Although Wellons appealed the denial of “his motions for discovery and an evidentiary hearing,” 554 F. 3d, at 935, the Eleventh Circuit did not purport to address the merits of that issue at all.[Footnote 2] The court stated only that “[e]ven if we assume that Wellons’s misconduct claims are not procedurally barred, they do not entitle Wellons to habeas relief.” Id., at 936 (emphasis added). This opaque statement appears to address only whether petitioner was entitled to ultimate relief in the form of a new trial, not whether petitioner’s allegations, combined with the facts he had learned, entitled him to the discovery and evidentiary hearing that he sought.
The Eleventh Circuit’s reasoning does not suggest otherwise. The court observed that Wellons’ claims of misconduct were “grounded in his speculation as to the meaning underlying the jurors’ chocolate ‘gifts’ ” and “the surmise attached to their passive receipt of these gifts.” Ibid. This statement likewise indicates only that on the existing record, habeas relief was inappropriate, not that an evidentiary hearing should be denied. After all, had there been discovery or an evidentiary hearing, Wellons may have been able to present more than “speculation” and “surmise.” The Eleventh Circuit also pointed to the state court’s decision on direct appeal, see id., at 937, and reviewed that decision “[i]n light of the evidence presented before the Georgia Supreme Court,” ibid. This, too, is typical of a court reviewing the denial of habeas relief, not the denial of discovery or an evidentiary hearing. [Footnote 3]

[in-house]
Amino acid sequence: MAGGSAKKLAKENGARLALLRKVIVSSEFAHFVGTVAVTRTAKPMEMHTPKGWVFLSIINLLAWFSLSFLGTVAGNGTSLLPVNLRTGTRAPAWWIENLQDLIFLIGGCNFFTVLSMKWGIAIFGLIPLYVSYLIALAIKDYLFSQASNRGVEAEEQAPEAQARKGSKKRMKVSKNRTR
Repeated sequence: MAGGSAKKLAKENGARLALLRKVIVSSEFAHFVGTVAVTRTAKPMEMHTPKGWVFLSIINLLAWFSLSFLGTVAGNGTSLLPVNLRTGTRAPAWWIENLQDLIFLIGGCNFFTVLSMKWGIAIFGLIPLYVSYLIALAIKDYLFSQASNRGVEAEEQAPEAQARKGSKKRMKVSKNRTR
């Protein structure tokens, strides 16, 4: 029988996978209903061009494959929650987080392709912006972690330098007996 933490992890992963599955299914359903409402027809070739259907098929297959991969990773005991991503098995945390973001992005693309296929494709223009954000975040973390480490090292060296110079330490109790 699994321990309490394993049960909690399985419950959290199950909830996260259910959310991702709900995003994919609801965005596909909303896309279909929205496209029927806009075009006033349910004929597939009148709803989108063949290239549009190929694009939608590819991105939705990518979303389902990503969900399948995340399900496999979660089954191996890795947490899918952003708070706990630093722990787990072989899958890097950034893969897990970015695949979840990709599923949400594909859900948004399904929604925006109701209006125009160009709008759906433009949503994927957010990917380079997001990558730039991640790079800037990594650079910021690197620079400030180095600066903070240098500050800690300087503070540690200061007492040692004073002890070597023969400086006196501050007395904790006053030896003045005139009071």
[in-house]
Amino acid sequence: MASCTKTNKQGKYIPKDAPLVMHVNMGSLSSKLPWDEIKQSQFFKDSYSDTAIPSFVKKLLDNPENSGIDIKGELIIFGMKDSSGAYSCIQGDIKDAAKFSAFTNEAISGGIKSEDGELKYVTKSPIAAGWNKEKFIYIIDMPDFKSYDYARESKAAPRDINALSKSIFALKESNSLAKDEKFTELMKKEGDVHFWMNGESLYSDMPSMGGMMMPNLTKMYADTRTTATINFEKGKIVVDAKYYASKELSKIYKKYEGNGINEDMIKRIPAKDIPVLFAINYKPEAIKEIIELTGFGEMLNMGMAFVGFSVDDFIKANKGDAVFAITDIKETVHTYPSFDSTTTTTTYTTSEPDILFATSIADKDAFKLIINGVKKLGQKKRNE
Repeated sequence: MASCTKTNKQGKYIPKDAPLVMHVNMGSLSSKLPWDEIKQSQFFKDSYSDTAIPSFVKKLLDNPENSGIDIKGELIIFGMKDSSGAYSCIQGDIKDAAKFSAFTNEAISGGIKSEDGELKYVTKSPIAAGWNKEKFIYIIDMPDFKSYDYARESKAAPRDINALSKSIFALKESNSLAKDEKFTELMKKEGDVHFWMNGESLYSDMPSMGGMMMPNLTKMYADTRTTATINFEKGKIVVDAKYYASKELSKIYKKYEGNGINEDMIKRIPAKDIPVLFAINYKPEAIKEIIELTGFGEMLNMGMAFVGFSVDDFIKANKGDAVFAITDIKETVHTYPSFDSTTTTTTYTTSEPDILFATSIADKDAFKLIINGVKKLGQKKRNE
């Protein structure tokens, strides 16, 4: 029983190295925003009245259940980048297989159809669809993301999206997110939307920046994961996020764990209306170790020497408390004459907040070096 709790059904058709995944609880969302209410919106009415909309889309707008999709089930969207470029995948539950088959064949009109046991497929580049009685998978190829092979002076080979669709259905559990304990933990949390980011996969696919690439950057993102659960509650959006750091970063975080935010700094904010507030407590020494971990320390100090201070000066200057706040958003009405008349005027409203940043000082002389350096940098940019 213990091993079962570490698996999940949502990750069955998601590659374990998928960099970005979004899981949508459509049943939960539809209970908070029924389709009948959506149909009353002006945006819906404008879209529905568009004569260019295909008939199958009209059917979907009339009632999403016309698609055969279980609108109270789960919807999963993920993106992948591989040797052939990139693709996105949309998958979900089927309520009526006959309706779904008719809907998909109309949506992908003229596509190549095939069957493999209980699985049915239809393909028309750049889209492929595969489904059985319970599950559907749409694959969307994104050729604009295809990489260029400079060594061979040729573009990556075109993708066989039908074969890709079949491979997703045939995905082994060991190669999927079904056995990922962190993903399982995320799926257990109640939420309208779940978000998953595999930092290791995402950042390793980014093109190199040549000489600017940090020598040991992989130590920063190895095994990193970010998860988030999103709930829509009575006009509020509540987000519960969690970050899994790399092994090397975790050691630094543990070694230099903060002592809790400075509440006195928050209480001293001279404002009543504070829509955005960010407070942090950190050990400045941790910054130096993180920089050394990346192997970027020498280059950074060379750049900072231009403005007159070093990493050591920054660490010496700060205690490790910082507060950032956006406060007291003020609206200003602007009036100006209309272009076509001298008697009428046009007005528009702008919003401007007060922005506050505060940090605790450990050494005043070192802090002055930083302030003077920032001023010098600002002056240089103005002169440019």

Moreover, even assuming that the Eleventh Circuit intended to address Wellons’ motions for discovery and an evidentiary hearing, we cannot be sure that its reasoning really was independent of the Cone error. The fact that his claims rested on “speculation” and “surmise” was due to the absence of a record, which was in part based on the Cone error. And as the Eleventh Circuit’s reasoning turned on “the evidence presented before the Georgia Supreme Court,” 554 F. 3d, at 937, there is serious doubt about whether it necessarily relied on the very holes in the record that Wellons was trying to fill.